A 14-column grid layout

The design above is a good application for grid. There is a 14-column pattern with multiple elements positioned within it. While the boxes all have different widths and offsets, they all adhere to the same grid. This layout can be made with flexbox — and even floats — but that would likely involve some very specific math to get a pixel-perfect result across all breakpoints. And let’s face it: many front-end developers don’t have the patience for that. Let’s look at three CSS grid layout strategies for doing this kind of work more easily.

Strategy 1: A basic grid

See the Pen
Basic Grid Placement
by chris geel (@RadDog25)
on CodePen.

The most intuitive way to write an evenly spaced 12-column layout would probably be some variation of this. Here, an outer container is used to control the outside gutter spacing with left and right padding, and an inner row element is used to restrain content to a maximum width. The row receives some grid-specific styling:

display: grid; grid-template-columns: repeat(12, 1fr); grid-gap: 20px;

This rule defines the grid to consist of 12 columns, each having a width of one fractional unit (fr). A gap of 20px between columns is also specified. With the column template set, the start and end of any child column can be set quite easily using the grid-column property. For example, setting grid-column: 3/8 positions that element to begin at column three and span five columns across to column eight.

We can already see a lot of value in what CSS grid provides in this one example, but this approach has some limitations. One problem is Internet Explorer, which doesn’t have support for the grid-gap property. Another problem is that this 12-column approach does not provide the ability to start columns at the end of gaps or end columns at the start of gaps. For that, another system is needed.

Strategy 2: A more flexible grid

See the Pen
More Flexible Grid Placement
by chris geel (@RadDog25)
on CodePen.

Although grid-gap may be a no go for IE, the appearance of gaps can be recreated by including the spaces as part of the grid template itself. The repeat function available to grid-template-columns accepts not just a single column width as an argument, but repeating patterns of arbitrary length. To this end, a pattern of column-then-gap can be repeated 11 times, and then the final column can be inserted to complete the 12-column / 11 interior gap layout desired:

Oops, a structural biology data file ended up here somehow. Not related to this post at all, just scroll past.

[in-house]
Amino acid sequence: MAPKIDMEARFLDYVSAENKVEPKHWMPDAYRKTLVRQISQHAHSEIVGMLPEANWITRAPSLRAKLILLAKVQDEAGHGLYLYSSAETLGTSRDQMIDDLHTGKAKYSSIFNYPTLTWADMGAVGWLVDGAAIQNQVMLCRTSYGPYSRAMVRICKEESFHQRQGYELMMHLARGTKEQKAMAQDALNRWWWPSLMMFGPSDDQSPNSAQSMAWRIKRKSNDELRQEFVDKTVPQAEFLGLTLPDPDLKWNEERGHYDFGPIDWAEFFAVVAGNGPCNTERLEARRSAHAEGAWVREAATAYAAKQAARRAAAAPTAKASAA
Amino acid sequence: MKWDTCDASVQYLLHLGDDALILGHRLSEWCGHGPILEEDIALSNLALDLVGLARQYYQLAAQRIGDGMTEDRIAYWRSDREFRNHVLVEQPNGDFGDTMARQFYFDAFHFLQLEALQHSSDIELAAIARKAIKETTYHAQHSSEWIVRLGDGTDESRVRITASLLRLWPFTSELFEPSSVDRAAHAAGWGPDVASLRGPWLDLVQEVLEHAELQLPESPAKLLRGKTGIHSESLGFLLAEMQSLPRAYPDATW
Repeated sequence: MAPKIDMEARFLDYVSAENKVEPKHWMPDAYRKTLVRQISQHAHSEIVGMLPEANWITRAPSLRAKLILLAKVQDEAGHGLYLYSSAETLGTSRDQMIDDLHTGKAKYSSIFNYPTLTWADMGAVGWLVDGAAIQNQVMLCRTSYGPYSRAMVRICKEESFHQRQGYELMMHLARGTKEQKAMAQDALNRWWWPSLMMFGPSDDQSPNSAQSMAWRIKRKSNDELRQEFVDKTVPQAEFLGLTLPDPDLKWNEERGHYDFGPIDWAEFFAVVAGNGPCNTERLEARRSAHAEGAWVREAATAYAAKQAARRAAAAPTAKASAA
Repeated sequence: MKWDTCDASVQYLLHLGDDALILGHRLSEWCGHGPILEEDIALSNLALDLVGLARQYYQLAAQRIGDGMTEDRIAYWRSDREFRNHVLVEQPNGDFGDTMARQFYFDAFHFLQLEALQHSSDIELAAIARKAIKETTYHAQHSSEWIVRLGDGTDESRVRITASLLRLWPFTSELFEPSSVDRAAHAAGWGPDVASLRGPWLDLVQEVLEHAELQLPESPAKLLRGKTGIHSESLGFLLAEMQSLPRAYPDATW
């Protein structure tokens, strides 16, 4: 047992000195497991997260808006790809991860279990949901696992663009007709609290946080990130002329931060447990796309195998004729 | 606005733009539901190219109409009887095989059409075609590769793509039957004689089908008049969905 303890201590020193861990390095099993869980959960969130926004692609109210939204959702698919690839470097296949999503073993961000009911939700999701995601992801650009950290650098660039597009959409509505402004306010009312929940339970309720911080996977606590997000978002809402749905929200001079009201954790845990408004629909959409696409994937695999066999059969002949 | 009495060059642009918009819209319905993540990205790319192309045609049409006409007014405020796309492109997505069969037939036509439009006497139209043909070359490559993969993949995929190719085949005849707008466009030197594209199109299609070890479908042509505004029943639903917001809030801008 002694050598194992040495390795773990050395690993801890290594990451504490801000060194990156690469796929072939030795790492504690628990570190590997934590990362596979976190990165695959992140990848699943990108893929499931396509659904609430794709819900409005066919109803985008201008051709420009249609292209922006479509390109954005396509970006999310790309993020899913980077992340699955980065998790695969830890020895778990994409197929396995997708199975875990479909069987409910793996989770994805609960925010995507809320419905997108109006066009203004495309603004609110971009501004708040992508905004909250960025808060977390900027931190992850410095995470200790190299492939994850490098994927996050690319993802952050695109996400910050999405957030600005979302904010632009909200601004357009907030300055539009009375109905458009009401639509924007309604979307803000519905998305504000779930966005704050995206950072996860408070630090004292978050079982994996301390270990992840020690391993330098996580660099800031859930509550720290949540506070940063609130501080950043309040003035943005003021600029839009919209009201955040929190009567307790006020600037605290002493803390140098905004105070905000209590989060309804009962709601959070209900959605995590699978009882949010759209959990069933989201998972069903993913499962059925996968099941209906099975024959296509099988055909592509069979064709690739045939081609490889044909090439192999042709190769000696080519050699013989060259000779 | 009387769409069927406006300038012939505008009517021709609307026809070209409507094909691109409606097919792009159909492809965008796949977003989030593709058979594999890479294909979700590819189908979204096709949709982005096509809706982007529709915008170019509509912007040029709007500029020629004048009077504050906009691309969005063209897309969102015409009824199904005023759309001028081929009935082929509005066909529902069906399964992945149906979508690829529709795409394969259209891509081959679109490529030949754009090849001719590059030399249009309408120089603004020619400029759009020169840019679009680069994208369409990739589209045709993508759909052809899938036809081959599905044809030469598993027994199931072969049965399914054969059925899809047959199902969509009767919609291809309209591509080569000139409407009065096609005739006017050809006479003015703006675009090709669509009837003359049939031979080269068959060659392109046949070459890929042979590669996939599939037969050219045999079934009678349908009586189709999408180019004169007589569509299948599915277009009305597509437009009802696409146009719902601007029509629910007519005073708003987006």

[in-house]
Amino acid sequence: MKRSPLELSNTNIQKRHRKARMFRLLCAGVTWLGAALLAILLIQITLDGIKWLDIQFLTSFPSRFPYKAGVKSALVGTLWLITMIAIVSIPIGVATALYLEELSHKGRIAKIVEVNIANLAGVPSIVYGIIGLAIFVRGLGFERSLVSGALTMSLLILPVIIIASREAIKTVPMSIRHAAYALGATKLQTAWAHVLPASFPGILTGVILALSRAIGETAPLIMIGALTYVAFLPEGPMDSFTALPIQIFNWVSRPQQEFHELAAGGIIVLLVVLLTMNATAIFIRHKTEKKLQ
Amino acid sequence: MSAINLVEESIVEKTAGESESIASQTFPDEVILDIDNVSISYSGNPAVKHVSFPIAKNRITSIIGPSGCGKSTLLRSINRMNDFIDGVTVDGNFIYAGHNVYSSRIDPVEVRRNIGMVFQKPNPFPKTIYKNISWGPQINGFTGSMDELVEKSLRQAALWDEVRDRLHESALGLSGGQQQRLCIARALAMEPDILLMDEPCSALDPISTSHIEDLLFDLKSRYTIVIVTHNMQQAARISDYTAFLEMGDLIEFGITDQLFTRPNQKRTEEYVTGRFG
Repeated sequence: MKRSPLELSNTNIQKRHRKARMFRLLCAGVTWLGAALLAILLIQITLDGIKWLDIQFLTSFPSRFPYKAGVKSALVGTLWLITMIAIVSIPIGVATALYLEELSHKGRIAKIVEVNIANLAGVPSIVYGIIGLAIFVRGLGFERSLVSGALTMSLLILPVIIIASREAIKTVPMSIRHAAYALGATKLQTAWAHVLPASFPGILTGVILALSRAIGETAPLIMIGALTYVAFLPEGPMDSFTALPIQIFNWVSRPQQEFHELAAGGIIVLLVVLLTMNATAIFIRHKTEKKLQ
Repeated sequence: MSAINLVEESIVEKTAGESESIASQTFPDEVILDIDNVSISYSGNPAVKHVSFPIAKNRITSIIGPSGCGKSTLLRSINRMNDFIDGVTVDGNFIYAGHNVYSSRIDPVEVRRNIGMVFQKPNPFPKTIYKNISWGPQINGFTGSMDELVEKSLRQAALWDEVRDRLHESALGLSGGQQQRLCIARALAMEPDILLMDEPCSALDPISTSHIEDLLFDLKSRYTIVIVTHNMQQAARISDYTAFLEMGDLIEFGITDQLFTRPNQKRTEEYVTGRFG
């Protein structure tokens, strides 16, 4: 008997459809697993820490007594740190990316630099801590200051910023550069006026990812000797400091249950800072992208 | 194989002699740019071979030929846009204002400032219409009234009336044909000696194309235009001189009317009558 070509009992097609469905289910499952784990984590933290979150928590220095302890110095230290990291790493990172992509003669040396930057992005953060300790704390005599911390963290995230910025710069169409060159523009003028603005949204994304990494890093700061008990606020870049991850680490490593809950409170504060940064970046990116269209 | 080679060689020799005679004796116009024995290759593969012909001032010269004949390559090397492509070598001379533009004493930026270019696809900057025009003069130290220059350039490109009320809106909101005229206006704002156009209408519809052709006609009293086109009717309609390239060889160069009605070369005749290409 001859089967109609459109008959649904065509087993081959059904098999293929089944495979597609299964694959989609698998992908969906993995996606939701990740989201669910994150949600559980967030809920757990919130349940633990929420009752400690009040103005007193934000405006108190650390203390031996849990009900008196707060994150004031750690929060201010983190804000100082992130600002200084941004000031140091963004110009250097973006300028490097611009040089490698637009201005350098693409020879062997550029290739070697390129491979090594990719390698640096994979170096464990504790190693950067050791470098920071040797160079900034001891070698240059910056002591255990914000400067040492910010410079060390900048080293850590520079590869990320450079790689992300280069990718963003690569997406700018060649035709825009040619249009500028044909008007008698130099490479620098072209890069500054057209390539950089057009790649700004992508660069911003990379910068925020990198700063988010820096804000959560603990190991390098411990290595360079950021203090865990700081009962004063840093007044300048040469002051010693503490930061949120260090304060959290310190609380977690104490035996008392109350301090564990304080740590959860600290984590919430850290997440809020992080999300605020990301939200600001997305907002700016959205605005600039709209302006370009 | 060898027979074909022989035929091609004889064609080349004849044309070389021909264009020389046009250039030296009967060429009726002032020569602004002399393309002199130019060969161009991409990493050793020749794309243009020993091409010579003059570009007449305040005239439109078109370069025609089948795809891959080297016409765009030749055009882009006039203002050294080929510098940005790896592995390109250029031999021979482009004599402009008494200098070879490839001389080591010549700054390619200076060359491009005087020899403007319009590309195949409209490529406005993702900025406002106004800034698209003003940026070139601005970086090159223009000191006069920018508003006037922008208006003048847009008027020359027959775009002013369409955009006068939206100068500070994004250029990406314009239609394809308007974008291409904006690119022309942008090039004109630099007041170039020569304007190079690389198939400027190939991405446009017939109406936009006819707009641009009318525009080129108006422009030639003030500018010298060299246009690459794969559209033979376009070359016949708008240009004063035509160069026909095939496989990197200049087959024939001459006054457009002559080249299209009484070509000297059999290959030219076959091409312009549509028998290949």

grid-template-columns: repeat(11, 1fr 20px) 1fr;

This gets around the IE issue and also allows for columns to be started and ended on both columns or gaps. While being a nice improvement over the previous method, it still has some room to grow. For example, what if a column was to be positioned with one side spanning to the outer edge of the screen, and the other fit within the grid system? Here’s an example:

A grid Layout with an that’s item flush to the outer edge

In this layout, the card (our left column) begins and ends within the grid. The main image (our right column) begins within the grid as well, but extends beyond the grid to the edge of the screen. Writing CSS for this can be a challenge. One approach might be to position the image absolutely and pin it to the right edge, but this comes with the downside of taking it out of the document flow (which might be a problem if the image is taller than the card). Another idea would be to use floats or flexbox to maintain document flow, but this would entail some tricky one-off calculation to get the widths and spacing just right. Let’s look at a better way.

Strategy 3: An even more flexible grid

See the Pen
Right Edge Aligned image with grid
by chris geel (@RadDog25)
on CodePen.

This technique builds on the idea introduced in the last revision. Now, instead of having the grid exist within other elements that define the gutter sizes and row widths, we’re integrating those spaces with the grid’s pattern. Since the gutters, columns, and gaps are all incorporated into the template, child elements can be positioned easily and precisely on the grid by using the grid-column property.

$ row-width: 1140px; $ gutter: 30px; $ gap: 20px; $ break: $ row-width + 2 * $ gutter; $ col-width-post-break: ($ row-width - 11 * $ gap) / 12;    .container {   display: grid;   grid-template-columns: $ gutter repeat(11, calc((100% - 2 * #{$ gutter} - 11 * #{$ gap})/12) #{$ gap}) calc((100% - 2 * #{$ gutter} - 11 * #{$ gap})/12) $ gutter;   @media screen and (min-width: #{$ break}) {     grid-template-columns: calc(0.5 * (100% - #{$ row-width})) repeat(11, #{$ col-width- post-break} #{$ gap}) #{$ col-width-post-break} calc(0.5 * (100% - #{$ row-width}));   } }

Yes, some math is required to get this just right. It’s important to have the template set differently before and after the maximum width of the row has been realized. I elected to use SCSS for this because defining variables can make the calculation a lot more manageable (not to mention more readable for other developers). What started as a 12-part pattern grew to a 23-part pattern with the integration of the 11 interior gaps, and is now 25 pieces accounting for the left and right gutters.